Status update, October 2020
Hi all, it’s been a while! I’ve been taking some time off this month: I’ve been hiking in Corsica (an island in the south of France) for 2 weeks! The path (called GR20) was very difficult but the gorgeous landscapes made it entirely worth it. :)
I’ve uploaded some pictures on my Pixelfed account if you’re interested (sorry about the picture quality, it seems Pixelfed compresses my uploads).
Right before flying to Corsica, the XDC2020 conference was held online. I’ve spent quite some time preparing it with James Jones from NVIDIA. Together, we’ve come up with a new proposal for buffer constraints. James Jones has been working on the problem of allocating buffers with the correct parameters to get optimal performance for a long time, working with him has been very productive!
Following the presentation, we discussed with other developers during a workshop to see if everything made sense to them and what the next steps would be. In general the proposal was well-received, and we’ve identified areas that need some work (the biggest topic is memory heaps I guess). Here’s the workshop summary:
I hope all of this work will help coming up with a solution that allows potential performance as good as EGLStreams without all of its shortcomings.
At XDC2020 I’ve also given a lightning talk about wlroots' future steps in terms of rendering API (the so-called renderer v6 effort). The presentation is pretty short and high-level, but you’ll also find some links at the end if you want to know more.
There were a lot of other interesting presentations as well: a gamescope introduction by Plagman, ACO (the new AMD compiler back-end), the upcoming Vulkan presentation timing extension, DRM modifiers for AMD, and more!
While I’m talking about conferences, let me take this opportunity to shamelessly advertise that I’ll give a talk about KMS at FOSS-north on November the 1st. KMS lacks docs, so hopefully this can help a little.
Apart from XDC, I’ve been continuing my quest for a better solution for automatic TLS. In the previous episode, I was working on tlsd. Since then I’ve got ACME to work with tlsd, but took some time to take a step back and look at the overall picture. Instead of having to patch each and every network service to support tlsd, what if we moved all of the TLS handling inside a single reverse proxy, and configure all network services to accept plain-text connections from the reverse proxy?
This solution is much simpler than tlsd, and tlstunnel is born. tlstunnel is a deamon that listens for incoming TLS connections, forwards them as plain-text connections to backends, and maintains TLS certificates via ACME (and its tls-alpn-01 challenge). The backends might still want to know about TLS connection details, thankfully a solution called the PROXY protocol already exists.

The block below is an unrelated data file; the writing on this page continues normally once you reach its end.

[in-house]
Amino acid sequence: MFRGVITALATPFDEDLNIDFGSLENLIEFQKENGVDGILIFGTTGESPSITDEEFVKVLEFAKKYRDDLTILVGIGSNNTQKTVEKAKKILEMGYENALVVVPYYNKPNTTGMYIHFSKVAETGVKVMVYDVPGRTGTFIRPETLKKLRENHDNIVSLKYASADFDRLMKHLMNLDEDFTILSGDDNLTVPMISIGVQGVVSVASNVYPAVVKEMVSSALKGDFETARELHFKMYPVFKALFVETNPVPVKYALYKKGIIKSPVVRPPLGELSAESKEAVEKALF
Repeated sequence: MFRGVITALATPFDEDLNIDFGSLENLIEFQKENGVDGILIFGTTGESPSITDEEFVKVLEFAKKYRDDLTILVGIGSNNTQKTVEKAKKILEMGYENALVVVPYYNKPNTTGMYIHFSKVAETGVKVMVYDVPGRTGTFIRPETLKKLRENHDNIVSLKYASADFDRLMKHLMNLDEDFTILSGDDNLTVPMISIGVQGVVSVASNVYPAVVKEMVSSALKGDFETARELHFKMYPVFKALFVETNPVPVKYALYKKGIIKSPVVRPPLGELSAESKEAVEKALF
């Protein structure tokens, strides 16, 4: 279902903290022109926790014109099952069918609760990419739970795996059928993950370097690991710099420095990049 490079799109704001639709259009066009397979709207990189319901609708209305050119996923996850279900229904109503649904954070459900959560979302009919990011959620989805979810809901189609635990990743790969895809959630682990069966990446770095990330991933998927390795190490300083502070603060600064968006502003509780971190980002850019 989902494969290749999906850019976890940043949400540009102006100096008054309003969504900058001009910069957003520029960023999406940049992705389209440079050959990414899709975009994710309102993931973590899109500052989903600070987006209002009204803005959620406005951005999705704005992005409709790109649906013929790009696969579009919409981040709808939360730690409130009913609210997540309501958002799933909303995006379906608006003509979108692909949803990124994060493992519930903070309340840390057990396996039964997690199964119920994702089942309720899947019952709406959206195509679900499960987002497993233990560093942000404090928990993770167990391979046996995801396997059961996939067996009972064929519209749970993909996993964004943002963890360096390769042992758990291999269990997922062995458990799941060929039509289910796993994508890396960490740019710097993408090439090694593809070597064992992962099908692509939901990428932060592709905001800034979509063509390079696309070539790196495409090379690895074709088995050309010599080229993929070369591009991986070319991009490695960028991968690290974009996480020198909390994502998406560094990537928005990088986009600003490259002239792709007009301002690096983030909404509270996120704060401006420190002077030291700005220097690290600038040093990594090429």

One pain point is that tlstunnel can’t obtain wildcard certificates. Let’s Encrypt requires ACME clients to support the dns-01 challenge for this purpose, which involves updating some DNS records. This is usually solved by adding support for each and every DNS provider API in the ACME client. This is a no-go for tlstunnel. I’ve started a thread on the ACME mailing list to discuss potential better solutions.
While working on tlstunnel, I contributed to other projects such as certmagic (which transparently handles all of the ACME operations) and go-proxyproto.
I’ve invested some effort into a new Vulkan extension,
VK_EXT_physical_device_drm. Currently Vulkan clients can iterate over the
list of GPUs available on the system (via
VkPhysicalDevice) but can’t match
them reliably with DRM device nodes. This is a requirement for Vulkan clients
which want to interact with low-level graphics APIs such as GBM, like Wayland
I’ve been reviewing a lot of patches in various projects. wlroots has gained support for seatd, so no longer depends on logind (read: systemd) for unprivileged access to input and graphics devices. neon64 is working on GPU hotplug support for wlroots, which is pretty exciting. Aleix Pol from KDE is working on a new xdg-activation protocol which would (finally!) allow Wayland clients to securely transfer focus to another client.
While working on my IRC projects, I realized it wasn’t possible to run multiple IRC servers on the same machine and expect the ident protocol to work properly. I’ve created a simple server, ident-proxy, which forwards the incoming requests to multiple backends and returns the first successful reply (if any).
My smaller projects have received some love too: slurp 1.3 was released with a bunch of new features (special thanks to Thayne McCombs!), kanshi now supports include directives, and drmdb now displays upstream docs for KMS properties.
That’s all for these last two months! See you!